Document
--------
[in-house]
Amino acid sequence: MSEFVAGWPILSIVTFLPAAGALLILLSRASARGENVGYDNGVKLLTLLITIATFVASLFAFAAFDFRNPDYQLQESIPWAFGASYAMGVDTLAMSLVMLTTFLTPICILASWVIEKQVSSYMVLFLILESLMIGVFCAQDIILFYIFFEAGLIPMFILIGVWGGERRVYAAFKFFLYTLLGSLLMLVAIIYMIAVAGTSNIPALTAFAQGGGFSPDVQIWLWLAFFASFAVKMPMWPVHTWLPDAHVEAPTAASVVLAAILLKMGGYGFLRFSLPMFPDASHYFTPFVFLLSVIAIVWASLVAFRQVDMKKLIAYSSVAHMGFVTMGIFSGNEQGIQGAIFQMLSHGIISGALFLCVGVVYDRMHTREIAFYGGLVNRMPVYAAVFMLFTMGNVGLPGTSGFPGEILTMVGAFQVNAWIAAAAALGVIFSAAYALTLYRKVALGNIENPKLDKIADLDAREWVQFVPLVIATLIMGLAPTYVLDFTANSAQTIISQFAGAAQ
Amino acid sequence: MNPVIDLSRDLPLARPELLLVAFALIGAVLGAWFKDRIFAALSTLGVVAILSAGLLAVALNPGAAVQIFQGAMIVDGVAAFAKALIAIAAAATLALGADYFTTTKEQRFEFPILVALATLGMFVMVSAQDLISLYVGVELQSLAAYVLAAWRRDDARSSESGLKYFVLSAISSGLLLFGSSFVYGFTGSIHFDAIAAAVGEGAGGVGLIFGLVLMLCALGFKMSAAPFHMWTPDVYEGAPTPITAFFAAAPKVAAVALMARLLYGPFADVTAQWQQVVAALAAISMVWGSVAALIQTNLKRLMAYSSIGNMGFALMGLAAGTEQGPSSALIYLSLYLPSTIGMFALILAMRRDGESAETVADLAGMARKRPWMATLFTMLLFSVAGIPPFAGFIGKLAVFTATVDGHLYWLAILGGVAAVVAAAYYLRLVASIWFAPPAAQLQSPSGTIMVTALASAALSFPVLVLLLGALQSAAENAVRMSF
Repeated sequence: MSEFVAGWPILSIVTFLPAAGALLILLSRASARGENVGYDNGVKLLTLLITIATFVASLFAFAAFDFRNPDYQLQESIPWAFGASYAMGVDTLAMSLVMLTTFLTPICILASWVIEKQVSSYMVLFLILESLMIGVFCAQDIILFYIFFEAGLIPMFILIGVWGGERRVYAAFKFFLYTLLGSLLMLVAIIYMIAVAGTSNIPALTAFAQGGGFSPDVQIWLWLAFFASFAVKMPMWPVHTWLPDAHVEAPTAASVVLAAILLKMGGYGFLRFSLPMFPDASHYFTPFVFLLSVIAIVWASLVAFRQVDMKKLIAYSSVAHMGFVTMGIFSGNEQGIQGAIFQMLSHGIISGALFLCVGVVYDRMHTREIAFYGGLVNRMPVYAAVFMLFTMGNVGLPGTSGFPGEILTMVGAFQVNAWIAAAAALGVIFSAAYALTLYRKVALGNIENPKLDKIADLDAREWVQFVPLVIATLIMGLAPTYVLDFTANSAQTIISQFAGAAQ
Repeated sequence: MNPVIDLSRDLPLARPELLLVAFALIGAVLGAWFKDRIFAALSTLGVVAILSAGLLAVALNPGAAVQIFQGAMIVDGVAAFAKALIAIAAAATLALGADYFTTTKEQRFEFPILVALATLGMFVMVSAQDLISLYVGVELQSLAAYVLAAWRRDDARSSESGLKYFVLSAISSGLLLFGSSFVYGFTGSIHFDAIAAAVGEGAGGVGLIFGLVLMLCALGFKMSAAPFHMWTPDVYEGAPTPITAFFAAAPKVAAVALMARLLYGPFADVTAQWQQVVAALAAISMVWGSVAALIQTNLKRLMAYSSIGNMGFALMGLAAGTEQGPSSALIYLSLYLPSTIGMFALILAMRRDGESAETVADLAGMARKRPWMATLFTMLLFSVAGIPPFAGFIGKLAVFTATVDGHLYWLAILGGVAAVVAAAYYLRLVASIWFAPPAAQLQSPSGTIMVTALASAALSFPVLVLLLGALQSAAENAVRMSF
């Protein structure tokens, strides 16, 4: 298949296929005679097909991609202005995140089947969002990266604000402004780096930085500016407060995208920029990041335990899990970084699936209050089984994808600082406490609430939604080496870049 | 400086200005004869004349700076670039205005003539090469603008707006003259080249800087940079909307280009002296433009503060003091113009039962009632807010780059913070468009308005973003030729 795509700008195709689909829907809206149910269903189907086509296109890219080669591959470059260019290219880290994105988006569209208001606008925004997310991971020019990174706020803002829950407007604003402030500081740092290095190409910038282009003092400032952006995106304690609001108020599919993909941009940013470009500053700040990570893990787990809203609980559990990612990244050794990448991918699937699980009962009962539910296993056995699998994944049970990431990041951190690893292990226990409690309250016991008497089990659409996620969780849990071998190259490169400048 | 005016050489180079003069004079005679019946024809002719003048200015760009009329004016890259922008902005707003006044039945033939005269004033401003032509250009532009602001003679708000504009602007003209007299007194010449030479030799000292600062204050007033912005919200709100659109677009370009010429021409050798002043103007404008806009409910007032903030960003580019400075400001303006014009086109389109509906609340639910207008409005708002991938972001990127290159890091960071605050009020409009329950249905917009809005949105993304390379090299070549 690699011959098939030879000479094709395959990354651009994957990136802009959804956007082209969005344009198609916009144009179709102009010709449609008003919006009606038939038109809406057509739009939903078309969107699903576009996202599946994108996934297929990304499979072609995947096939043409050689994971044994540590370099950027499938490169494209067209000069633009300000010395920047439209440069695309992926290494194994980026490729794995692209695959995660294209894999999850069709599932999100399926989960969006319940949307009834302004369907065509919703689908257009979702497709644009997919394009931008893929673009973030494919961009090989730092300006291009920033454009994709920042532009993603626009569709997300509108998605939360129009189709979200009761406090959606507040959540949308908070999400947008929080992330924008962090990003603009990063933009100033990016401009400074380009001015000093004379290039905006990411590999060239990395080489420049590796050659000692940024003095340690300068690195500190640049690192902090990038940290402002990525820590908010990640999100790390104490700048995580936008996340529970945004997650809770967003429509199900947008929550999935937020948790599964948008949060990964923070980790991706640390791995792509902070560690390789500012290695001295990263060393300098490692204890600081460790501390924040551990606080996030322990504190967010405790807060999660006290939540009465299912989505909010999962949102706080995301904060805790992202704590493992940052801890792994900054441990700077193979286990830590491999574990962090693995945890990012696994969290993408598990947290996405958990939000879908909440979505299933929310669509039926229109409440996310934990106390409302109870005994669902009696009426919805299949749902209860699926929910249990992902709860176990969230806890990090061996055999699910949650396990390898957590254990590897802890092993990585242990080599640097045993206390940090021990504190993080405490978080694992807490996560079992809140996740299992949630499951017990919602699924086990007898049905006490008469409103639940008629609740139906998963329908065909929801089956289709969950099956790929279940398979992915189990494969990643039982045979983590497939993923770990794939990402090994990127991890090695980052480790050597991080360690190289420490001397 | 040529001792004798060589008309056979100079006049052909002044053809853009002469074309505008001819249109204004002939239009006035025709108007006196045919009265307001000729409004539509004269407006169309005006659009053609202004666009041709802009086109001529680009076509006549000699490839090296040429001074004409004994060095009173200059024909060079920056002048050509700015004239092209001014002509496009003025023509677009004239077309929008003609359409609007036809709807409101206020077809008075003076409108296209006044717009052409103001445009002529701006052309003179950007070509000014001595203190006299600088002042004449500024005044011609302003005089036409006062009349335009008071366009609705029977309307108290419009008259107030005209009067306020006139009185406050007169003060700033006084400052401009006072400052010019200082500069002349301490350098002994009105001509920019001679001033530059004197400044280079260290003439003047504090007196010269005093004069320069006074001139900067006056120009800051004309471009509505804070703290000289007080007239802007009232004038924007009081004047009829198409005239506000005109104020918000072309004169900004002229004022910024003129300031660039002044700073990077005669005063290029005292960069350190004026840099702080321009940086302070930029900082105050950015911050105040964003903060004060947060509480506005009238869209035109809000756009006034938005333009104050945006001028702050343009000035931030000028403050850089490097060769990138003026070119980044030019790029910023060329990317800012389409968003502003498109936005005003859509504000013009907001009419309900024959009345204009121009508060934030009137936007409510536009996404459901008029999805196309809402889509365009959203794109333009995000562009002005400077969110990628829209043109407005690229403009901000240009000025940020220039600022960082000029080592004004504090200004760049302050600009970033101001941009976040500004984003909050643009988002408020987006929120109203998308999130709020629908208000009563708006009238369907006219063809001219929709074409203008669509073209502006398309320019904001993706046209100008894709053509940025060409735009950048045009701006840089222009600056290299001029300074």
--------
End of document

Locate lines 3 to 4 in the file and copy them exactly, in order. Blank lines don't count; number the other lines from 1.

Amino acid sequence: MNPVIDLSRDLPLARPELLLVAFALIGAVLGAWFKDRIFAALSTLGVVAILSAGLLAVALNPGAAVQIFQGAMIVDGVAAFAKALIAIAAAATLALGADYFTTTKEQRFEFPILVALATLGMFVMVSAQDLISLYVGVELQSLAAYVLAAWRRDDARSSESGLKYFVLSAISSGLLLFGSSFVYGFTGSIHFDAIAAAVGEGAGGVGLIFGLVLMLCALGFKMSAAPFHMWTPDVYEGAPTPITAFFAAAPKVAAVALMARLLYGPFADVTAQWQQVVAALAAISMVWGSVAALIQTNLKRLMAYSSIGNMGFALMGLAAGTEQGPSSALIYLSLYLPSTIGMFALILAMRRDGESAETVADLAGMARKRPWMATLFTMLLFSVAGIPPFAGFIGKLAVFTATVDGHLYWLAILGGVAAVVAAAYYLRLVASIWFAPPAAQLQSPSGTIMVTALASAALSFPVLVLLLGALQSAAENAVRMSF
Repeated sequence: MSEFVAGWPILSIVTFLPAAGALLILLSRASARGENVGYDNGVKLLTLLITIATFVASLFAFAAFDFRNPDYQLQESIPWAFGASYAMGVDTLAMSLVMLTTFLTPICILASWVIEKQVSSYMVLFLILESLMIGVFCAQDIILFYIFFEAGLIPMFILIGVWGGERRVYAAFKFFLYTLLGSLLMLVAIIYMIAVAGTSNIPALTAFAQGGGFSPDVQIWLWLAFFASFAVKMPMWPVHTWLPDAHVEAPTAASVVLAAILLKMGGYGFLRFSLPMFPDASHYFTPFVFLLSVIAIVWASLVAFRQVDMKKLIAYSSVAHMGFVTMGIFSGNEQGIQGAIFQMLSHGIISGALFLCVGVVYDRMHTREIAFYGGLVNRMPVYAAVFMLFTMGNVGLPGTSGFPGEILTMVGAFQVNAWIAAAAALGVIFSAAYALTLYRKVALGNIENPKLDKIADLDAREWVQFVPLVIATLIMGLAPTYVLDFTANSAQTIISQFAGAAQ